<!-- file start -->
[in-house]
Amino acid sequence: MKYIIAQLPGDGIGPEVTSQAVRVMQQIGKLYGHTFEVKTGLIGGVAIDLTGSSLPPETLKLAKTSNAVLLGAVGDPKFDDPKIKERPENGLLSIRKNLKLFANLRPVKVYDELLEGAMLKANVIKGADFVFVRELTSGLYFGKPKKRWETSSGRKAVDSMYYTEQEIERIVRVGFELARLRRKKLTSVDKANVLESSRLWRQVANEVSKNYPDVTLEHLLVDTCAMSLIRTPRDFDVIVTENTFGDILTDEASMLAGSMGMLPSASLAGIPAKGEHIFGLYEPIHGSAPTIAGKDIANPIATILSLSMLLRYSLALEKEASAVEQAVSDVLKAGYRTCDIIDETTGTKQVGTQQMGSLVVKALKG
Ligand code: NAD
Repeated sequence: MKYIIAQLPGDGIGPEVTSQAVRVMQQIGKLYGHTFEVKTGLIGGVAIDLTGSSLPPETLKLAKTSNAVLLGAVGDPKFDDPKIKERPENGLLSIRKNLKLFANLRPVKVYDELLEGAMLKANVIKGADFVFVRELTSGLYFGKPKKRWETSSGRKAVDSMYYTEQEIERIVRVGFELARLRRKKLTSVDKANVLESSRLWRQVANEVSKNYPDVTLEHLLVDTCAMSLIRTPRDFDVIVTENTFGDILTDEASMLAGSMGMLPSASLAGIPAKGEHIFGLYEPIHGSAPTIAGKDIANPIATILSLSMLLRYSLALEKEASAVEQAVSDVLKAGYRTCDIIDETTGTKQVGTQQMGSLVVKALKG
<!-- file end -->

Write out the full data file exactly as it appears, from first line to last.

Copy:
[in-house]
Amino acid sequence: MKYIIAQLPGDGIGPEVTSQAVRVMQQIGKLYGHTFEVKTGLIGGVAIDLTGSSLPPETLKLAKTSNAVLLGAVGDPKFDDPKIKERPENGLLSIRKNLKLFANLRPVKVYDELLEGAMLKANVIKGADFVFVRELTSGLYFGKPKKRWETSSGRKAVDSMYYTEQEIERIVRVGFELARLRRKKLTSVDKANVLESSRLWRQVANEVSKNYPDVTLEHLLVDTCAMSLIRTPRDFDVIVTENTFGDILTDEASMLAGSMGMLPSASLAGIPAKGEHIFGLYEPIHGSAPTIAGKDIANPIATILSLSMLLRYSLALEKEASAVEQAVSDVLKAGYRTCDIIDETTGTKQVGTQQMGSLVVKALKG
Ligand code: NAD
Repeated sequence: MKYIIAQLPGDGIGPEVTSQAVRVMQQIGKLYGHTFEVKTGLIGGVAIDLTGSSLPPETLKLAKTSNAVLLGAVGDPKFDDPKIKERPENGLLSIRKNLKLFANLRPVKVYDELLEGAMLKANVIKGADFVFVRELTSGLYFGKPKKRWETSSGRKAVDSMYYTEQEIERIVRVGFELARLRRKKLTSVDKANVLESSRLWRQVANEVSKNYPDVTLEHLLVDTCAMSLIRTPRDFDVIVTENTFGDILTDEASMLAGSMGMLPSASLAGIPAKGEHIFGLYEPIHGSAPTIAGKDIANPIATILSLSMLLRYSLALEKEASAVEQAVSDVLKAGYRTCDIIDETTGTKQVGTQQMGSLVVKALKG